Donald Trump’s rough rhetorical style was thrust under the microscope (again) last week after he called Haiti and parts of Africa “shithole countries” when complaining about their immigrants to the United States, multiple lawmakers who were at the meeting with the president confirmed.
Four in five Americans said they believe Trump talks without taking much time to consider his words, a new poll found.
The 1,500 U.S. adults polled by YouGov from Sunday through Tuesday tend to agree across the political spectrum that the president “reacts and speaks without thinking very much.”
Ninety-three percent of self-identified Democrats agreed with that sentiment, along with 77 percent of independents and 69 percent of Republicans.
What the survey did not address was how Trump’s freewheeling conversation style affects the respondents’ perception of him and his administration, though results do provide some indication.
Most Republicans, 53 percent, said Trump is a “good role model.” An overwhelming 88 percent of Democrats, on the other hand, said that Trump is a “bad role model.”
The Trump tornado ripped through the 2016 Republican presidential primaries bucking and decrying so-called politically correct culture and ad-libbing controversy in front of roaring crowds at raucous campaign rallies.
That frequently got him into trouble, such as the time he called undocumented immigrants from Mexico “rapists” or the time he dismissed as “locker room talk” comments from a 2005 video in which he appears to boast about sexually assaulting women.
The president’s penchant for explosive commentary has prompted scores of critics and lawmakers to apply a number of adjectives ending in “-ist” to his character.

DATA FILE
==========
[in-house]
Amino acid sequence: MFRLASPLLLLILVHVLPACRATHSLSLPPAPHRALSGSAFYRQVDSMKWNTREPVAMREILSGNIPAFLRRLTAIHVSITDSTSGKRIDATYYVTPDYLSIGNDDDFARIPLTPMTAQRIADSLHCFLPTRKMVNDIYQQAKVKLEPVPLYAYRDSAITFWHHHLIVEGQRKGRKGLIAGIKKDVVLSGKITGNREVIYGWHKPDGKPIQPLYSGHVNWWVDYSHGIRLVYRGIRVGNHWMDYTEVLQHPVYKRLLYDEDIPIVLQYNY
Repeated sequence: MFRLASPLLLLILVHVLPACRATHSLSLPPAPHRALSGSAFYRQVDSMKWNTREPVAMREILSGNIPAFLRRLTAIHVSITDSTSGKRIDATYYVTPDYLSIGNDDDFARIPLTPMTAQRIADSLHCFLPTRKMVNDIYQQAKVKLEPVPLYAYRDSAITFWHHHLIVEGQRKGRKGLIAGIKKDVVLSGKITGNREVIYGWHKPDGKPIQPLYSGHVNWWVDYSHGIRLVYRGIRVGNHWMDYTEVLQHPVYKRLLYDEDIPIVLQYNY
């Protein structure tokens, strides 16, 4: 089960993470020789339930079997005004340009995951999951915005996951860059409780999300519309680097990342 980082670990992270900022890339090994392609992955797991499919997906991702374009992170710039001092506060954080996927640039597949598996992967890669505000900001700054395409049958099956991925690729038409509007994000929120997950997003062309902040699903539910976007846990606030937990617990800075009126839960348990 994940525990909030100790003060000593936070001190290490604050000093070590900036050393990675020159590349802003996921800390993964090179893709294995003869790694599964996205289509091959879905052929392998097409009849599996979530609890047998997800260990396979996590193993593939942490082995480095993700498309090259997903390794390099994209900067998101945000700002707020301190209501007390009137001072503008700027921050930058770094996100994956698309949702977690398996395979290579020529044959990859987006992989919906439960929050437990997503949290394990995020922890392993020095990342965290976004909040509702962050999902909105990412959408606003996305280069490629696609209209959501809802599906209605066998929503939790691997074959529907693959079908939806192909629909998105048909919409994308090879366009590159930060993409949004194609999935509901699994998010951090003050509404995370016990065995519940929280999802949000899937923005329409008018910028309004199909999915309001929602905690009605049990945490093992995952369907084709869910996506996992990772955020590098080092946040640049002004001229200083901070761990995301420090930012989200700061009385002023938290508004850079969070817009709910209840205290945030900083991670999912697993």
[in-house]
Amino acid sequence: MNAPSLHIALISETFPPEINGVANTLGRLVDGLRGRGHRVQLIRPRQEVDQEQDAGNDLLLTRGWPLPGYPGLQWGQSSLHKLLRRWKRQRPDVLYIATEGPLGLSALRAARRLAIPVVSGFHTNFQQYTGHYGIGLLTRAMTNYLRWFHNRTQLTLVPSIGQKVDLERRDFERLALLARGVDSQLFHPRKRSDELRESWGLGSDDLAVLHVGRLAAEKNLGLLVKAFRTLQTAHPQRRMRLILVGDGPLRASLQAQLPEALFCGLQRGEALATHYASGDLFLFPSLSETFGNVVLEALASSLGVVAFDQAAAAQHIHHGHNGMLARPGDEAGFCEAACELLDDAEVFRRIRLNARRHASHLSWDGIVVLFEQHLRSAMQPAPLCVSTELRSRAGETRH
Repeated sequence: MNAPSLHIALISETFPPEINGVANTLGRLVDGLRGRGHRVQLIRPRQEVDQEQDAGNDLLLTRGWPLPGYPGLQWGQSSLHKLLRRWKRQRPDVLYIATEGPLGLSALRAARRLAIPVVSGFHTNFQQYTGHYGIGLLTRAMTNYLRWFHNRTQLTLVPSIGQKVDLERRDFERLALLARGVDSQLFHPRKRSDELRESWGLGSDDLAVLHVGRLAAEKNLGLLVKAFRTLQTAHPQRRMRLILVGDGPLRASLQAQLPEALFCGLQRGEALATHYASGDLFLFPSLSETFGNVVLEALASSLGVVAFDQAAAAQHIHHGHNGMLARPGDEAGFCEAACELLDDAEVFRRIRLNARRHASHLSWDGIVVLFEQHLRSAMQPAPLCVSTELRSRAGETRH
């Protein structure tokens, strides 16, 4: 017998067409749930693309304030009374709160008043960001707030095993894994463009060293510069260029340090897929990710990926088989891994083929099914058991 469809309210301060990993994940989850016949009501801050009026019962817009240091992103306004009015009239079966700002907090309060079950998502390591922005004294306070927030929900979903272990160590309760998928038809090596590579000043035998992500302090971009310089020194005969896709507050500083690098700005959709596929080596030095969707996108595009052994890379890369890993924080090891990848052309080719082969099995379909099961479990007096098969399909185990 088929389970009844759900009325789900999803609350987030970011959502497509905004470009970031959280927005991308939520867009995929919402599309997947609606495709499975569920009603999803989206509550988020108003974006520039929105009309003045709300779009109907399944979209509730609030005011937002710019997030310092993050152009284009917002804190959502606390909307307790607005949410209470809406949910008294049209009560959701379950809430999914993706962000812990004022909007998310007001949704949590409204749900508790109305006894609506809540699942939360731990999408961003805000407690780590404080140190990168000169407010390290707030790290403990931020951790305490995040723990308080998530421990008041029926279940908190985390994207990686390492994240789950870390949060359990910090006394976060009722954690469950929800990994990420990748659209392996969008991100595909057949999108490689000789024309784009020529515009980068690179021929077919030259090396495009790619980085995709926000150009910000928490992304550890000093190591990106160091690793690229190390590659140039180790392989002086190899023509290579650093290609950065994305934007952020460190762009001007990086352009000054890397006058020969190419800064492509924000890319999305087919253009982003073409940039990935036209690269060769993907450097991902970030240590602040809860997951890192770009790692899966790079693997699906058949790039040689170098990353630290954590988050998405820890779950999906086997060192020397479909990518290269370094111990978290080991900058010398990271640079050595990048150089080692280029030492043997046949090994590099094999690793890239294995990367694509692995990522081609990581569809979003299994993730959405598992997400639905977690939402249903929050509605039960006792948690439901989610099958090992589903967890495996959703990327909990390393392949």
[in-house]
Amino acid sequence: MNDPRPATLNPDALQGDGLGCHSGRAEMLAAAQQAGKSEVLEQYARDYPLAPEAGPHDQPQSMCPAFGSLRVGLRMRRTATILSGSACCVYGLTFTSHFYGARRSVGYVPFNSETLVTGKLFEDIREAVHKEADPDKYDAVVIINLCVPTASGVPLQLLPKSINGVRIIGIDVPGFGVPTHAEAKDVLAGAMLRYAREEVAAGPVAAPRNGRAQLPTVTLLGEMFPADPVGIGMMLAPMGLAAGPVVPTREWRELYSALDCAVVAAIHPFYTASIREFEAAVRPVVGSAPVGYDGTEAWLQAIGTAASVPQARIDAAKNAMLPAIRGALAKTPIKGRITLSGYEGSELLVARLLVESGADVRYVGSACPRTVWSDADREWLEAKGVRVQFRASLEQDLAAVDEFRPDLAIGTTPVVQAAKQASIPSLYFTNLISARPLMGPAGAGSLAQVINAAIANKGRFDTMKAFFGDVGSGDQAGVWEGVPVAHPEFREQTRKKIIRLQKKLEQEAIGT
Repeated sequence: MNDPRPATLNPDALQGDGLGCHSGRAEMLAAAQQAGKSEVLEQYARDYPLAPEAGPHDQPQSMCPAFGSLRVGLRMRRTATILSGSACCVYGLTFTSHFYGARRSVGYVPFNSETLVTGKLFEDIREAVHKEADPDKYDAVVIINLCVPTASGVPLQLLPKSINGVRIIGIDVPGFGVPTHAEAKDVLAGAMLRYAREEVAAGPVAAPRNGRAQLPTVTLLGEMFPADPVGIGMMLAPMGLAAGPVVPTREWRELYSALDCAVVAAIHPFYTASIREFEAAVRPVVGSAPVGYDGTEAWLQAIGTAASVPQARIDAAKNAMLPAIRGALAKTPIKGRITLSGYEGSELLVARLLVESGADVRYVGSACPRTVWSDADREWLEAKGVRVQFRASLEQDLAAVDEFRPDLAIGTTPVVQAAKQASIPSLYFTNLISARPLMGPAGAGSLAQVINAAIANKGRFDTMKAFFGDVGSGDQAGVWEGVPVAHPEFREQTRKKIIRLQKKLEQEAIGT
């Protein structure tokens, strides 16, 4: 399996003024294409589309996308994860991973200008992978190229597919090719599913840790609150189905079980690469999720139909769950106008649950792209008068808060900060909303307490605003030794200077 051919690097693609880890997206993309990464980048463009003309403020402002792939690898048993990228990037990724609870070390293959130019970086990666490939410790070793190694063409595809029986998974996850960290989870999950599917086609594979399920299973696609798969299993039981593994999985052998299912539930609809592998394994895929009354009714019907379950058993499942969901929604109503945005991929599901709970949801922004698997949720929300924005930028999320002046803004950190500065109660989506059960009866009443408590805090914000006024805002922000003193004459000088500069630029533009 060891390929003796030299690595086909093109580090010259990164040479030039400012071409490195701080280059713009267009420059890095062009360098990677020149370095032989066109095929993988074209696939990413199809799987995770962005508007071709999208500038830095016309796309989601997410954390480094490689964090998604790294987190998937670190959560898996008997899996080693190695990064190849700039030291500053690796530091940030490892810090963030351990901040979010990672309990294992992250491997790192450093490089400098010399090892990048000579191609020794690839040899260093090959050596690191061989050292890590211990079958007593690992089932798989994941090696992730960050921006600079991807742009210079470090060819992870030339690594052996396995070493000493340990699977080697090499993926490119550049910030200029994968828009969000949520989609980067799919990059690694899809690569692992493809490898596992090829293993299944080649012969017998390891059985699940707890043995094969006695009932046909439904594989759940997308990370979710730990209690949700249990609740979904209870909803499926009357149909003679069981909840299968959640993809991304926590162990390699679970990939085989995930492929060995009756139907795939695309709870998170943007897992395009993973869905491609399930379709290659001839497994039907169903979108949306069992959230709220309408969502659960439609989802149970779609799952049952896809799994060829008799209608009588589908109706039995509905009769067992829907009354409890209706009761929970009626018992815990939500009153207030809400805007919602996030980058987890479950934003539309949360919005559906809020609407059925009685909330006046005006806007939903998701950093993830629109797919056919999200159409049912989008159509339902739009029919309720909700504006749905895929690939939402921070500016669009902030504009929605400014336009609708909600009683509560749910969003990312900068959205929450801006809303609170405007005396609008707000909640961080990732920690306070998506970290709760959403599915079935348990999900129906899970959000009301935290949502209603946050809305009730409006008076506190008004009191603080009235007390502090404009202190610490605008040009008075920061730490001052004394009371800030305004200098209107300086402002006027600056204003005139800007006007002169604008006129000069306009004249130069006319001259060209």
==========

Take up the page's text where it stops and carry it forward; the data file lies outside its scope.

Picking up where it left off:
A plurality, 44 percent, of respondents to the poll — which was conducted three days after Trump’s “shithole” comments — said they believe the president is racist. Forty percent said he is not racist, while 16 percent said they were unsure.
The Republican-Democratic divide on this topic ran deep, with 81 percent of Democrats saying Trump is racist. Just 7 percent of Republicans agreed, while 84 percent said he is not racist.
Leahy Questions Nielsen About Trump Comment
Lawmakers weighed in on the matter over the holiday weekend set aside each year to celebrate civil rights leader Rev. Martin Luther King Jr.
“What he does is racist. If what you do is racist, you certainly qualify for being a racist,” Democratic House Whip Steny Hoyer said of Trump Tuesday.
New Jersey Sen. Cory Booker cried “tears of rage” when he heard about the president’s comments, he said Tuesday at a committee hearing where excoriated Homeland Security Secretary Kirstjen Nielsen for denying she heard Trump use the word “shithole” to describe Haiti and African countries at the White House meeting she attended.
“Your silence and your amnesia is complicity,” Booker said, shaking his fists.
House Speaker Paul D. Ryan of Wisconsin said the remarks were “very unfortunate, unhelpful,” and likened the stories of Haitian-American and African-American immigrants to his Irish ancestors.
Kentucky Sen. Rand Paul said that while the comments were not “constructive at all," Americans “shouldn’t draw conclusions that [Trump] didn't intend.”
“I know, for a fact, that he cares very deeply about the people in Haiti because he helped finance a trip where we were able to get vision back for 200 people in Haiti,” Paul said on NBC’s “Meet the Press” on Sunday.
Trump challenged that he referred to Haiti and other countries as shitholes last Friday after the White House initially did not deny the slur. He also indicated that the conversation surrounding his comments at the White House meeting has hindered Democrats’ and Republicans’ ability to strike a deal on the Deferred Action for Childhood Arrivals program.
“The language used by me at the DACA meeting was tough, but this was not the language used. What was really tough was the outlandish proposal made — a big setback for DACA!” the president tweeted.
The YouGov poll, conducted via web-based interviews had an overall margin of error of 3.3 percent. Respondents were selected from YouGov’s opt-in Internet panel using sample matching. A random sample — stratified by gender, age, race, education, and region — was selected from the 2014 American Community Study.